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Splint Therapy for Periodontal Treatment

Horizontal position is secured in clasp dentures by the rigid parts of cast clasps, such as clasp bodies, shoulders, and upper arms. They secure the denture against horizontal displacement and twisting and, in interaction with the rigid denture frames, evenly transfer masticatory pressure to other segments of the dental arch. They produce a splinting effect for the abutment teeth.

Special Forms of Splint Therapy

Respiratory disorders with partial or complete displacement of the upper airways during sleep are associated with snoring noises that arise from vibration of the soft palate (Figs 11-28 and 11-29). Snoring is normally not harmful to health and does not require treatment. However, health may be impaired if respiratory arrest occurs for more than 10 seconds, despite breathing effort, because the upper airways are displaced. This arrest causes a decrease in oxygen saturation of the blood and triggers a waking reaction (Fig 11-30). Depending on the severity of this disorder, such respiratory arrest events followed by a waking reaction may occur between 5 and 40 times an hour (up to 100 times a night).The repeated waking reactions and interruption of sleeping phases cause increased drowsiness during the day. This condition is known as obstructive sleep apnea (OSA).

Pre-prosthetic Treatment Measures

Progressive destruction of the masticatory system leads to functional disorders of the muscles, TMJs, and periodontal tissues. The vertical distances and horizontal relationships of the jaws are altered. The masticatory system adapts to the function that has been altered by loss of teeth or occlusal surfaces, but the malocclusions usually lead to hyperactivity of the muscles of mastication, which means that the normal neuromuscular program is disrupted. This results in neuromuscular coordination problems with avoidance or adaptive programs, giving rise to muscle diseases (myopathies) that also cause diseased change to the joint tissues.

Eccentric Splints

Repositioning splints and distraction (decompression) splints may be described as types of "eccentric splint" (ie, out of centric relation).

Michigan splint

The Michigan splint was developed in the 1950s at the University of Michigan. It is a hard, transparent acrylic splint that covers all the maxillary teeth and has flat, occlusal centric stops for the mandibular teeth so that, on jaw closure, there are even and simultaneous occlusal contacts of the mandibular teeth on the splint surface. This centric relation splint can be fabricated in an adjustable articulator and is fitted with a canine guidance that has a sufficiently steep inclination to prevent both working and nonworking contacts as well as anterior guidance contacts.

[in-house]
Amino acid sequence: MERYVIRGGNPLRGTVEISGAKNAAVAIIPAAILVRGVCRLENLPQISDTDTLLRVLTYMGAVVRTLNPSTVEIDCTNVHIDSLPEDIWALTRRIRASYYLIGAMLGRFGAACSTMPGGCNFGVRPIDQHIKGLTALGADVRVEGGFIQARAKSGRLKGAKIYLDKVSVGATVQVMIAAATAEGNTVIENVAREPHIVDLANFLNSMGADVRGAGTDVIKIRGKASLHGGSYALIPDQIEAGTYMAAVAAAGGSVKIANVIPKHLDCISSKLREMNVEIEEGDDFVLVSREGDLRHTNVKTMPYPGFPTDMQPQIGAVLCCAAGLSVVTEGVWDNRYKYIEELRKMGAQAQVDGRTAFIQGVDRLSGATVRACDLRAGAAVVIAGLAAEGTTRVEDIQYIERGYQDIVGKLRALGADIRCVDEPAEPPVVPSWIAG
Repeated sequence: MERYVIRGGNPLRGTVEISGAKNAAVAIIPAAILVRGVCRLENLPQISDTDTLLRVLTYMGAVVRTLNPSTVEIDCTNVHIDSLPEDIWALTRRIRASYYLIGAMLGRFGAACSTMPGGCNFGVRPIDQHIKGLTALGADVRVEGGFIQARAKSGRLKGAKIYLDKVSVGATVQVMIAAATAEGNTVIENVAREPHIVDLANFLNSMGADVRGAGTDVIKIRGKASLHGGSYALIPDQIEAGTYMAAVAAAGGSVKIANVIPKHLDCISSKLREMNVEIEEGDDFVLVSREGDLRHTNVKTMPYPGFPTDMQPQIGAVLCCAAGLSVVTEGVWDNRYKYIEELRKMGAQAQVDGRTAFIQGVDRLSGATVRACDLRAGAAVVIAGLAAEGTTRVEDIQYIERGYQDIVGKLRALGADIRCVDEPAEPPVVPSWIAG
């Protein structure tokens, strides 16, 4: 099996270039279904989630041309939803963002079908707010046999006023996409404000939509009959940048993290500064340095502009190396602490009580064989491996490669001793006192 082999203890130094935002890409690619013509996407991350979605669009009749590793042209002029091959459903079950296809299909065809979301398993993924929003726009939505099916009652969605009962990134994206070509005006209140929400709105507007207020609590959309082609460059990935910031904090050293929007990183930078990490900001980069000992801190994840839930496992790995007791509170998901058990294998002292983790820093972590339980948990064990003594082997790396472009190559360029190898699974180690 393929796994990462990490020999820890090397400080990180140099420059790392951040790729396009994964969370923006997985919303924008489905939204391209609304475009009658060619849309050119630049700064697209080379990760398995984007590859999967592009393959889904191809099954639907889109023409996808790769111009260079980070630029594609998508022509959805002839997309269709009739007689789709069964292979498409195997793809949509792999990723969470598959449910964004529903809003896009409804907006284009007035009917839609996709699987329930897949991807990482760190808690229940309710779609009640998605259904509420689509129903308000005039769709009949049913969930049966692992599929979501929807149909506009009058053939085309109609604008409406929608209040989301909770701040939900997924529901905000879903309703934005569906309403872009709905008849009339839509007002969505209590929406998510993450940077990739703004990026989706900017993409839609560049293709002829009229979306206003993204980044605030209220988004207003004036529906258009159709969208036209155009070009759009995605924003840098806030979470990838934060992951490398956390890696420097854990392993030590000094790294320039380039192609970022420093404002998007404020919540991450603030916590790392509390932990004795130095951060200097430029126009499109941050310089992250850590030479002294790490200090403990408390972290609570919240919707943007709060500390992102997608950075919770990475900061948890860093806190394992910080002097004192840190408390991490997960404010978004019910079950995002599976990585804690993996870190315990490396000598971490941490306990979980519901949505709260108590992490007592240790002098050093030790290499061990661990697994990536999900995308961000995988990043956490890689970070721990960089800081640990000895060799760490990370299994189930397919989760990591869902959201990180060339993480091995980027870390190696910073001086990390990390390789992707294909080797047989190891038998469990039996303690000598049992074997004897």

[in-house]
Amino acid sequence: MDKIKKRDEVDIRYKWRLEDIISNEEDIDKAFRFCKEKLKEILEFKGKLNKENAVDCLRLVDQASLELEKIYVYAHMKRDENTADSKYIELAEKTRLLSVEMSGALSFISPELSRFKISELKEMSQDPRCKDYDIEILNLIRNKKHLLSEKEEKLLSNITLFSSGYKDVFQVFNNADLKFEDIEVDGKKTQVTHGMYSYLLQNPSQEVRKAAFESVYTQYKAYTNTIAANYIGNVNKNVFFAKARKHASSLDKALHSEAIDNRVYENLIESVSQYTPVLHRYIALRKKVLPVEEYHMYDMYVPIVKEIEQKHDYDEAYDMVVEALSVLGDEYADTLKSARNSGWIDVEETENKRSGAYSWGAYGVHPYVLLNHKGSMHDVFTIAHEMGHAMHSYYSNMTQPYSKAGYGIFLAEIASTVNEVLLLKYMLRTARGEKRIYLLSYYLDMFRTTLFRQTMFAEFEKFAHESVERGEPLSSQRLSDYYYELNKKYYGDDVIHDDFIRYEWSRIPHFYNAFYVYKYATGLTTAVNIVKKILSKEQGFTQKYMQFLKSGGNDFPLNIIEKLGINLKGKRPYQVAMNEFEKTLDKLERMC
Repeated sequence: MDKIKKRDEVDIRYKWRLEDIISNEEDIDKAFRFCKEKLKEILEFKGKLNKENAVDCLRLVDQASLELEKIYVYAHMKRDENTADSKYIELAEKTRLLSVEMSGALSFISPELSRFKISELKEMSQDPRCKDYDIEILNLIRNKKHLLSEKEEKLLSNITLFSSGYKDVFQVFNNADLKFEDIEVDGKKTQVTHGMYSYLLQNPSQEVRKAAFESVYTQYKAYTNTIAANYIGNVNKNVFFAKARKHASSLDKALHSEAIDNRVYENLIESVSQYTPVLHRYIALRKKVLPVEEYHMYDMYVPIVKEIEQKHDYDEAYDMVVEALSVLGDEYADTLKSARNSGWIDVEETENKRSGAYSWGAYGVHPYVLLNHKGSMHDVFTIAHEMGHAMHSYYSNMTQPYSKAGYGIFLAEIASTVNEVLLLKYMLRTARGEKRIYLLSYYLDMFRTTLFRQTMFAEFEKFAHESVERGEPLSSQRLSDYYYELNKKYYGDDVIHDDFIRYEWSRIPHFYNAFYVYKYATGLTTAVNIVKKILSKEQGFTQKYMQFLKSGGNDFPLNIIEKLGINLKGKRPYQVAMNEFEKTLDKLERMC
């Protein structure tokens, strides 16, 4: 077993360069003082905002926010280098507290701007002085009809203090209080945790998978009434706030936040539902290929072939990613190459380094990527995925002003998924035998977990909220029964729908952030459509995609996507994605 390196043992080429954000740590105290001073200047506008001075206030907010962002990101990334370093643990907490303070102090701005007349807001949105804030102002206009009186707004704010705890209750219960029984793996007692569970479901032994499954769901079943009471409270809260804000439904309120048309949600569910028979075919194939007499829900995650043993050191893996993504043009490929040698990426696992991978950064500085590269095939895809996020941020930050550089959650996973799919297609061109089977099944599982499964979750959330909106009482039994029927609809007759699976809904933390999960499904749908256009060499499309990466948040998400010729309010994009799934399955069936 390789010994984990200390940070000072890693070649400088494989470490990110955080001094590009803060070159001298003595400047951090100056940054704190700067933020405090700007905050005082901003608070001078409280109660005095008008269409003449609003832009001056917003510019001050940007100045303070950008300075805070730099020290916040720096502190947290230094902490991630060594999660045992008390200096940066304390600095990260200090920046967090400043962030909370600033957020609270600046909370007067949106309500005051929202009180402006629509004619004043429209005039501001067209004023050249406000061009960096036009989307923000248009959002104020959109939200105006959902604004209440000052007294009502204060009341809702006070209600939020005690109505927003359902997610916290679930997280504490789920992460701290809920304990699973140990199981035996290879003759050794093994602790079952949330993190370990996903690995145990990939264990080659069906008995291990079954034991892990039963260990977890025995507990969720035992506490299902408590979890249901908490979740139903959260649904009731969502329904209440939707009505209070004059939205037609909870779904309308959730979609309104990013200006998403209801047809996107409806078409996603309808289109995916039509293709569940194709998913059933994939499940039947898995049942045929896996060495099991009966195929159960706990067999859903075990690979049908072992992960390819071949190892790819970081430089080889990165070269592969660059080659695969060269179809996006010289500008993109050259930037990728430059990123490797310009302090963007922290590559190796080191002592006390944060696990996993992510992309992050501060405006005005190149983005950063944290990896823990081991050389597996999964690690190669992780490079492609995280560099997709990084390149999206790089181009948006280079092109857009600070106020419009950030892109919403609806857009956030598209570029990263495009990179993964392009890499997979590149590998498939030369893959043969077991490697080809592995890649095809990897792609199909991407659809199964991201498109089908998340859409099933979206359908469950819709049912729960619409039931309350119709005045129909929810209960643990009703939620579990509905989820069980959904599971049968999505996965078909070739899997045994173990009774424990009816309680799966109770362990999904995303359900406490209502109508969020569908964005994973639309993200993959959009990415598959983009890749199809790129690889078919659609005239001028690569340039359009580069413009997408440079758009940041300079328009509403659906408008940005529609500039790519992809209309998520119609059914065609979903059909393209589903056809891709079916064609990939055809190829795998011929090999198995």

Centric Relation Splints

Centric relation splints (or simply centric splints) initiate self-centering of the condyles in the fossae, as established via a centric record. With the physiologic (relieved) joint position, neuromuscular relaxation is achieved, a pain-free therapeutic position is created in the case of intra-articular disorders, or pretreatment is undertaken for extensive occlusal correction (eg, in an abraded dentition).

Reflex Splints

Joint diseases caused by disorders in dentition closure or stress-induced parafunctions can be treated with reflex splints, which interrupt the imprinted, pathologic movement pattern. This is done by raising the occlusal position and reducing muscle activity with a bruxism splint (see Fig 11-7). Neuromuscular diseases originating from psychologic stress and parafunctions can be treated with this kind of reflex splint. These are also used for acute joint pains as immediate treatment as well as for pretreatment prior to centric relation splints (to achieve centric capability).

Splint Therapy for Functional Disorders

Splint therapy, as a biomechanical form of treatment, is used for a variety of functional disorders of the masticatory system. The treatment is carried out with occlusal splints and is indicated for:

TMJ Diseases and Disorders

Diseases of the TMJs are mainly intra-articular disorders (Fig 11-3), with distinctions drawn between reversible microtrauma and irreversible macrotrauma and between congenital and acquired developmental disorders. Inflammatory microtraumas are joint noises (eg, clicking) occurring occasionally or constantly that result from rough joint surfaces caused by compression. If the compression is removed by means of a muscle relaxation splint (centric relation splint), the microtrauma is also eliminated.

Functional Disorders of the Orofacial System

The orofacial system includes the maxilla and the mandible with the sets of teeth, the masticatory muscles, the temporomandibular joints (TMJs), and the neuronal control with motor end plates. Functional diseases of this system develop as a result of multifactorial mechanisms. A functionally impaired masticatory system will display monotonous movement sequences, for instance, whereas variable movement patterns are seen in a healthy system (Fig 11-1).
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